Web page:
Chris Nagle met Derek Oliver the same way a lot of people do — the two were standing in an unfinished kitchen where unconventional countertops were under discussion.
Outside his Provincetown shop, Outermost Home, Nagle, who lives in Truro, is a designer. Other than his art projects (which include a large sculpture of cantilevered floating slabs on the lawn at PAAM), Oliver is a concrete guy.
“That kitchen counter he did for an Eastham cottage I was working on near Fort Hill made me understand what concrete can be,” says Nagle. He still remembers overhearing Oliver’s advice to a home owner on the question of how to maintain concrete: “ ‘Let it go,’ he said. ‘Let it develop a patina, cracks, even. Think about the stone in Europe, the way it has gotten more beautiful with time.’ ”
The counter had the kind of qualities Nagle looks for in pieces he brings into his shop. “Colors that evoke this place, like what you see right here out the window,” he says. And material that has been “deeply worked,” as he puts it, by hand. Oliver has a way with concrete, bringing out textures and contrasts between matte and polish that make his pieces seem almost soft to the touch.
But after watching Oliver lift the counter slabs into place, Nagle started trying to talk him into creating smaller pieces — things people might take home from his shop. For a while, the answer was just “no.”
“It’s not really practical to cast small pieces,” Oliver says. “But Chris is a friend. So eventually I figured out I could make pieces with small amounts of concrete left over at the end of a casting.”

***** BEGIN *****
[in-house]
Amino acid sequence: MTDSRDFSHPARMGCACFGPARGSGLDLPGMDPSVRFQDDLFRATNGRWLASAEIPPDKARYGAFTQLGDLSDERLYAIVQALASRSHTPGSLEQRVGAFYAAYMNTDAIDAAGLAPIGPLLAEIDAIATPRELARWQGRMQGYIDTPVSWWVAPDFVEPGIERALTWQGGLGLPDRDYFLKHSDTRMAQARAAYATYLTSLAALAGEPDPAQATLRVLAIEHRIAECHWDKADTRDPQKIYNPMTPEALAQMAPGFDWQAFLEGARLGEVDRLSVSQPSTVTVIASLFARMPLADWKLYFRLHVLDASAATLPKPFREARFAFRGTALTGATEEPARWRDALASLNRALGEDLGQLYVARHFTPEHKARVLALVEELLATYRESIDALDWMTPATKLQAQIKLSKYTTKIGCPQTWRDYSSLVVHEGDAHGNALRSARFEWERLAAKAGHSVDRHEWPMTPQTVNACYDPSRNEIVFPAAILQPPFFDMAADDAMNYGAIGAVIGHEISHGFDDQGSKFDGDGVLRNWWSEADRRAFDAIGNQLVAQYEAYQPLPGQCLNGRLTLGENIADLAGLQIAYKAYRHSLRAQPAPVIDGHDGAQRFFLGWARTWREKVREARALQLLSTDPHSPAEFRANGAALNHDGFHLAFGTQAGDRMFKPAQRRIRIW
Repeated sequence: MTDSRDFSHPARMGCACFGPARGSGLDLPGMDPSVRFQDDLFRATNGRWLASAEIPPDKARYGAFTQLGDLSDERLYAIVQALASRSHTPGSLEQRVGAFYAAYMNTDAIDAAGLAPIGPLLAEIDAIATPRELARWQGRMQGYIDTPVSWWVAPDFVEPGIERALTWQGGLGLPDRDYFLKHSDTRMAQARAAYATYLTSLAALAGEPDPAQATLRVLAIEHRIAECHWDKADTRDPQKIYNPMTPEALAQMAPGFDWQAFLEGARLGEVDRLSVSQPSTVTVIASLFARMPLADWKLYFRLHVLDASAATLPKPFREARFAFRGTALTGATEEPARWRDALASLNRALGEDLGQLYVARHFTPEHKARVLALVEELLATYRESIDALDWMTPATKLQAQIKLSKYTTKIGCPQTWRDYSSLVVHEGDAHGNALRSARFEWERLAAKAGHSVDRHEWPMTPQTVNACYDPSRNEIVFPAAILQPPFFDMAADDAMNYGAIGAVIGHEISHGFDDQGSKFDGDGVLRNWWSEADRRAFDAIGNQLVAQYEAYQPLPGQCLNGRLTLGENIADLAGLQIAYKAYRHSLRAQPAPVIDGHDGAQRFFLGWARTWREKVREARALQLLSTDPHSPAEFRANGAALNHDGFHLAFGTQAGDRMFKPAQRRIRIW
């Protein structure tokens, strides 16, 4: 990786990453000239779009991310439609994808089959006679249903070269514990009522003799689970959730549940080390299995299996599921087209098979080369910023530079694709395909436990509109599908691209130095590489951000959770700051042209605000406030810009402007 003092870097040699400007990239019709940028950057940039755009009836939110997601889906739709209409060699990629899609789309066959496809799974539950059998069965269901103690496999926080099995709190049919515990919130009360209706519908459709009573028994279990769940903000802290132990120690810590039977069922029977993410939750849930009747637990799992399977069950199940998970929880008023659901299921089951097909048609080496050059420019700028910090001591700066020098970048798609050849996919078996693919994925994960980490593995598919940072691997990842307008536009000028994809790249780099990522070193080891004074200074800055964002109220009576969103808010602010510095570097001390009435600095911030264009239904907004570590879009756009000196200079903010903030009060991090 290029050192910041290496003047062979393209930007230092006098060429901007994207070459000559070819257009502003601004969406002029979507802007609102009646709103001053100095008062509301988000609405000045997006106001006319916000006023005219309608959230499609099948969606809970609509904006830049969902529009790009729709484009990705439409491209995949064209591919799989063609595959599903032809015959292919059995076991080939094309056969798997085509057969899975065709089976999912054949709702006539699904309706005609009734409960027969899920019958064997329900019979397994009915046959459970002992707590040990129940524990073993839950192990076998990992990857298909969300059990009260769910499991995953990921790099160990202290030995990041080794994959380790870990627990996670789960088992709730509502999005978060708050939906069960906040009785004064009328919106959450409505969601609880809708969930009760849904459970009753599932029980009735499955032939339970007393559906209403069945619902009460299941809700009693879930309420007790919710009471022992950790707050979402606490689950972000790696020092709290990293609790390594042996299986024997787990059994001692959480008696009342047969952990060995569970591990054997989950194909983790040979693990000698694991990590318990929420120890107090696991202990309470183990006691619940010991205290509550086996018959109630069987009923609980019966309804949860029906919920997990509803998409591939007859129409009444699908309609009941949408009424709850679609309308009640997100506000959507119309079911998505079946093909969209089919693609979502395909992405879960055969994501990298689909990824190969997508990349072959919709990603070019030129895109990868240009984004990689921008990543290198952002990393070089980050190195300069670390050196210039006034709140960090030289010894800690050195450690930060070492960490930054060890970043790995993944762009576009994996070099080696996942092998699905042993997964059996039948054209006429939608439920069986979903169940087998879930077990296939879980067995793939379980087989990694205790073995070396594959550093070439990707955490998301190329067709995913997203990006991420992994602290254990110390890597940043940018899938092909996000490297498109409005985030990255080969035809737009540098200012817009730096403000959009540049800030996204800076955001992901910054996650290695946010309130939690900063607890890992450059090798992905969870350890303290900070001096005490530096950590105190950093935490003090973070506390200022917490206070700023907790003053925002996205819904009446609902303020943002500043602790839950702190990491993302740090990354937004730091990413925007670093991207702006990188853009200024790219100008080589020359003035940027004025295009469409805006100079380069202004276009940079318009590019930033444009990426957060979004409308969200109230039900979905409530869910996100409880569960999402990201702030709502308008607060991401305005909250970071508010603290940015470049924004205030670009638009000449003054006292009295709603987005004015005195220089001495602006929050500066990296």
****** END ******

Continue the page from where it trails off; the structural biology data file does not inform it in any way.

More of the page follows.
Thick squares of concrete with smooth circular indentations are now on display at Outermost. In Nagle’s shop, they cradle business cards or a set of keys. Or nothing. “I see the square and circle as pure forms,” says Oliver. “They’re whatever you want them to be, but for me they’re just about those pure forms.”
The experience of working on a smaller scale held some unexpected pleasures for Oliver. “The pieces I cast normally have to be very precise,” he explained. They have to fit together exactly. Or satisfy a color idea. “Doing a successful casting is all about controlling the variables. It’s all about fighting for control,” he says. “But these pieces allow me to work in a freer, looser way. I can just add some pigment to the leftover concrete and see how people respond.”
Until mid-May, Chris Nagle opens Outermost by appointment.